Popliteal Artery Occlusive Disease

Updated: Feb 03, 2022
  • Author: Cynthia K Shortell, MD; Chief Editor: Vincent Lopez Rowe, MD  more...
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Practice Essentials

Popliteal artery occlusive disease is a common occurrence, especially in elderly patients, smokers, and those with diabetes mellitus and other cardiovascular diseases. Each year, more than 100,000 peripheral arterial reconstructive operations and 50,000 lower-limb amputations for lower-extremity ischemia are performed in the United States. Many of these are related to popliteal artery disease.

Popliteal artery occlusion and the disease processes leading up to it cause morbidity and mortality by decreasing or completely blocking blood supply through the popliteal artery and into the lower leg and foot. As a result of tissue ischemia, these patients have a significant reduction in ambulatory activity, daily functional capacity, and quality of life. Lower-extremity ischemia can manifest as claudication, rest pain, or tissue loss (gangrene) and can lead to limb loss.

Once a portion of a lower extremity becomes gangrenous, the patient is at risk for limb loss and death. Diagnosing popliteal artery occlusive disease is very important because of the risk of chronic limb-threatening ischemia [1]  (CLTI; also referred to as critical limb ischemia [CLI]), thrombosis, or distal embolization. In addition, patients with peripheral artery disease (PAD), in general, have a markedly increased prevalence of coronary artery disease (CAD) and cerebrovascular disease and mortality. Recognition of this relationship allows proper management of medical comorbidities and risk factor reduction.

In addition to atherosclerosis, popliteal artery occlusive disease can be caused by emboli, popliteal entrapment syndrome, cystic adventitial disease, and trauma.

Regardless of the reason for popliteal artery occlusion, intervention is indicated in patients with severe claudication that alters lifestyle and does not respond to medical treatment and in patients with CLI. (See Treatment.)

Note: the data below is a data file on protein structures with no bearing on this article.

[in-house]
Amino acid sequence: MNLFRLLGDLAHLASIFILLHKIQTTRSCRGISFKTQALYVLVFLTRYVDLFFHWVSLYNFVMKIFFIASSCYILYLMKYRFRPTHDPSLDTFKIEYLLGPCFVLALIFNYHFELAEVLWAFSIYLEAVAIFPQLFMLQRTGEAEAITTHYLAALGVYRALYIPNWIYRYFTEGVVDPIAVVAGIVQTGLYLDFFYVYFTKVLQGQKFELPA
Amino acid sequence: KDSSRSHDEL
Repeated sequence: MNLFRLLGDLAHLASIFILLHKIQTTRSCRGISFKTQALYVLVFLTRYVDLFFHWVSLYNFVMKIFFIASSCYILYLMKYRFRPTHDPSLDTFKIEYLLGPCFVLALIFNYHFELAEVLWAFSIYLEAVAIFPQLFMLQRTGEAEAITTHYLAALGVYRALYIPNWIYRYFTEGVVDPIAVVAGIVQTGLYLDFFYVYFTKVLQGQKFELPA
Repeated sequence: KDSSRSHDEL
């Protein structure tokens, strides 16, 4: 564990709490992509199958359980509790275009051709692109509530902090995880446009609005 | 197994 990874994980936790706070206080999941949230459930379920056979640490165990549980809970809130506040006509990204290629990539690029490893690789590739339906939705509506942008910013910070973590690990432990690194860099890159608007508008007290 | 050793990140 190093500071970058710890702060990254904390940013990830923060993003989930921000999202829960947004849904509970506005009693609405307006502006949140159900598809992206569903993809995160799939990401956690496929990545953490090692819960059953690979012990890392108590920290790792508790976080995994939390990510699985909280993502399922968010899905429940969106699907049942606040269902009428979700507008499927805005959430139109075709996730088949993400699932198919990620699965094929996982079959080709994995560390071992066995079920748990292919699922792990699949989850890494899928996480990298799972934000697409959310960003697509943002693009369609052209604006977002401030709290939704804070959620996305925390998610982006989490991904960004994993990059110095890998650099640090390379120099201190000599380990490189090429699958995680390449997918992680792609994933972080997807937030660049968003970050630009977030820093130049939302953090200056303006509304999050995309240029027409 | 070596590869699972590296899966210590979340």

The popliteal artery is characterized by distinct embryologic and anatomic features as compared with the femoral vessels. Embryologically, unlike the superficial femoral artery, the popliteal artery originates from the sciatic system. [2]

The popliteal artery sits on the posterior aspect of the leg, in the popliteal fossa. The superficial femoral artery becomes the popliteal artery as it passes through the adductor hiatus, and it proceeds until it bifurcates into the anterior tibial artery and the tibioperoneal trunk.

The tibioperoneal trunk divides into the posterior tibial and peroneal arteries. The popliteal artery is located between the two heads of the gastrocnemius. It lies posterior to the distal femur and anterior to the popliteal vein. The anatomic proximity of the popliteal artery to the distal femur and gastrocnemius makes this artery susceptible to injury during femoral fracture or knee dislocation and entrapment syndrome, respectively.

Compared with the superficial femoral artery, the popliteal artery is not located within the muscular compartment and is subjected to significant biomechanical torsional forces related to the repetitive knee flexion and extension. [3, 4, 5] This anatomic region is characterized by a high biomechanical stress, which consequently negatively affects patency rates associated with the popliteal artery bypass procedures and imposes technical limitations on endovascular stenting, in that biomechanical stress may lead to stent fractures.

At the level of the knee, the popliteal artery gives off genicular and sural branches. Above the knee joint, it gives off the superior lateral and superior medial genicular arteries. Below the knee, it gives off the inferior lateral and the inferior medial genicular arteries. These branches provide a rich network between the superficial femoral artery, the deep femoral (profunda femoris) artery, and the tibial arteries. This collateral circulation is very important in the presence of chronic occlusive disease of the popliteal artery.